We the People: The Citizen & the Constitution, Level 3
Start  |  WTP  | CCE
Howard Chandler Christy, Signing of the Constitution, Architect of the Capitol, House wing, east stairway
http://www.civiced.org/wtpcompanion/hs/image/0809/0809webwtphs_cvr.jpg
Lesson 28 Primary Sources

Act of Supremacy 1533

From Wikipedia: The first Act of Supremacy granted King Henry VIII of England Royal Supremacy which is still the legal authority of the Sovereign of the United Kingdom. Royal Supremacy is specifically used to describe the legal sovereignty of the civil laws over religious ones, which validated Henry VIII's marriage to Anne Boleyn.

Bill of Rights, as submitted for ratification

The Bill of Rights as it was submitted to the states for ratification. It included a preamble and ten proposed amendments to the U.S. Constitution.

James Madison - Memorial and Remonstrance Against Religious Assessments

James Madison's thoughts on the separation of church and state.

Kennedy's Address to the Greater Houston Ministerial Association (1960)

John F. Kennedy's famous speech on church and state given in Texas while he was campaigning for president.

Maryland Toleration Act, 1649

The Maryland Toleration Act, passed by the assembly of the Maryland colony, mandated tolerance for Christians who did not practice Anglican Christianity.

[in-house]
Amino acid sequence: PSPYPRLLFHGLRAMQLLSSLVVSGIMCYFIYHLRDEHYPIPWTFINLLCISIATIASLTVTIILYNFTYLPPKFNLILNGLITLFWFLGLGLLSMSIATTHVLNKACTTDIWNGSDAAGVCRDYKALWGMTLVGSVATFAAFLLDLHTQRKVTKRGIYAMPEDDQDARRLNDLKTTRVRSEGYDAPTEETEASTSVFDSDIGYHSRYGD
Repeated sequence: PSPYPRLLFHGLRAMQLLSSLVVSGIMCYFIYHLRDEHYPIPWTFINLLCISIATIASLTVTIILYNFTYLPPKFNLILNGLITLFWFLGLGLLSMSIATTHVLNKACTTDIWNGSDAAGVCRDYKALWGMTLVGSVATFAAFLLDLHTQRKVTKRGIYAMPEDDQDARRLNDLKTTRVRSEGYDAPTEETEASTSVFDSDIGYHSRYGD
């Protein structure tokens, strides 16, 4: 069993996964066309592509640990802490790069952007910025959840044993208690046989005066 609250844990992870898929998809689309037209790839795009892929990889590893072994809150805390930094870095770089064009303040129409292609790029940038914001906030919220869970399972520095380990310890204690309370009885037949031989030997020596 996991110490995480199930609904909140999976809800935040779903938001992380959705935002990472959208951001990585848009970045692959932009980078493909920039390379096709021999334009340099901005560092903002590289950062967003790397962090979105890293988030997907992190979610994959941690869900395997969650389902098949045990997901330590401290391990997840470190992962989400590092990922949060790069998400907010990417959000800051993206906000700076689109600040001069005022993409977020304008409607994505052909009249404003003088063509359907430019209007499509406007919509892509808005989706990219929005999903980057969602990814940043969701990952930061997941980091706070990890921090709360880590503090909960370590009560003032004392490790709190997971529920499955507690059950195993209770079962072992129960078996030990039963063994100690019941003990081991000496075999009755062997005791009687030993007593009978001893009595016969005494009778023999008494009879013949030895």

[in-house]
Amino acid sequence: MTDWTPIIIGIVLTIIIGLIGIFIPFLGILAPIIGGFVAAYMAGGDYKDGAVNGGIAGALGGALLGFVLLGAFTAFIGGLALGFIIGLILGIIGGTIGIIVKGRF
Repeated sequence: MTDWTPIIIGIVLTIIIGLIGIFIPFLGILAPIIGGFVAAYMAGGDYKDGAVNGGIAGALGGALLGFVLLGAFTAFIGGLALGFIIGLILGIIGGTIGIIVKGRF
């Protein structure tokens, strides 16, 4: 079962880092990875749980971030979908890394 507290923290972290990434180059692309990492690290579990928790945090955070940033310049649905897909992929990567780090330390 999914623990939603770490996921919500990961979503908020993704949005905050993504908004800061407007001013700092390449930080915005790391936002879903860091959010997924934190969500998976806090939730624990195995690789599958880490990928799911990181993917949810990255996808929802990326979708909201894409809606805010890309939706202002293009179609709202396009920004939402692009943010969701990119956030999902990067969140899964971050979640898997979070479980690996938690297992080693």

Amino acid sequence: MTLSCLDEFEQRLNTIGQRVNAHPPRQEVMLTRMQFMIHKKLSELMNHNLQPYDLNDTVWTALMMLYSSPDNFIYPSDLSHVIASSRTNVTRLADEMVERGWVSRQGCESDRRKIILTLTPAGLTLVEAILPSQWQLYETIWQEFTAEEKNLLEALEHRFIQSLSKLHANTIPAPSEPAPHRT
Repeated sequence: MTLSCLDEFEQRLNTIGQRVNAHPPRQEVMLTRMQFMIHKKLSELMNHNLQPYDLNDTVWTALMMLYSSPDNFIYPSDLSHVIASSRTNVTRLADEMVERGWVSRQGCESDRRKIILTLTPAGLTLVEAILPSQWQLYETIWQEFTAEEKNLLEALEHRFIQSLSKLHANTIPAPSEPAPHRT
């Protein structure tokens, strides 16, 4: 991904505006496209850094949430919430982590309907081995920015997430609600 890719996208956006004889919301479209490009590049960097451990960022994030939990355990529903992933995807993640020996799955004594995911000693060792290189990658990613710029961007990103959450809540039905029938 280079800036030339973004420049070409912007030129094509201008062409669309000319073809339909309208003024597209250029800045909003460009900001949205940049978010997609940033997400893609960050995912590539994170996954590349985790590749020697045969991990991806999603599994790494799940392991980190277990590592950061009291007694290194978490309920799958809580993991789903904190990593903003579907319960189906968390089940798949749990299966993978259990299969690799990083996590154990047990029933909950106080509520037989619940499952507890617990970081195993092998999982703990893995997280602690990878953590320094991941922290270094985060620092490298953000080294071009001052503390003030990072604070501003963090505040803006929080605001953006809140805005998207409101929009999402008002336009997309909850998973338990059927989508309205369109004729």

U.S. Bill of Rights (

The first ten amendments to the U.S. Constitution are collectively known as the Bill of Rights. They were proposed by James Madison in 1789 as a response to Anti-Federalists, who argued that the Constitution did not protect individual liberties.

United States Bill of Rights

From Wikipedia: In the United States, the Bill of Rights is the name by which the first ten amendments to the U.S. Constitution are known. They were introduced by James Madison to the First United States Congress in 1789 as a series of articles, and came into effect on December 15, 1791, when they had been ratified by three quarters of the states.

United States Constitution

From Wikipedia: The Constitution of the United States of America is the supreme law of the United States. It is the foundation and source of the legal authority underlying the existence of the United States of America and the federal government of the United States.

Virginia Act for Establishing Religious Freedom

From Wikipedia: The Virginia Statute for Religious Freedom was written in 1779 by Thomas Jefferson to place a separation between church and state. In 1786, the Virginia General Assembly enacted the statute into the state's law.

Lesson 28      How Does the First Amendment Affect the Establishment and Free Exercise of Religion?
Menu Unit Lesson Section Tools











1

8

15

21


33

2

9

16

22


34

3

10

17

23


35

4

11

18

24


36

5

12

19

25


37

6

13

20

26


38

7

14







39









Search
Notes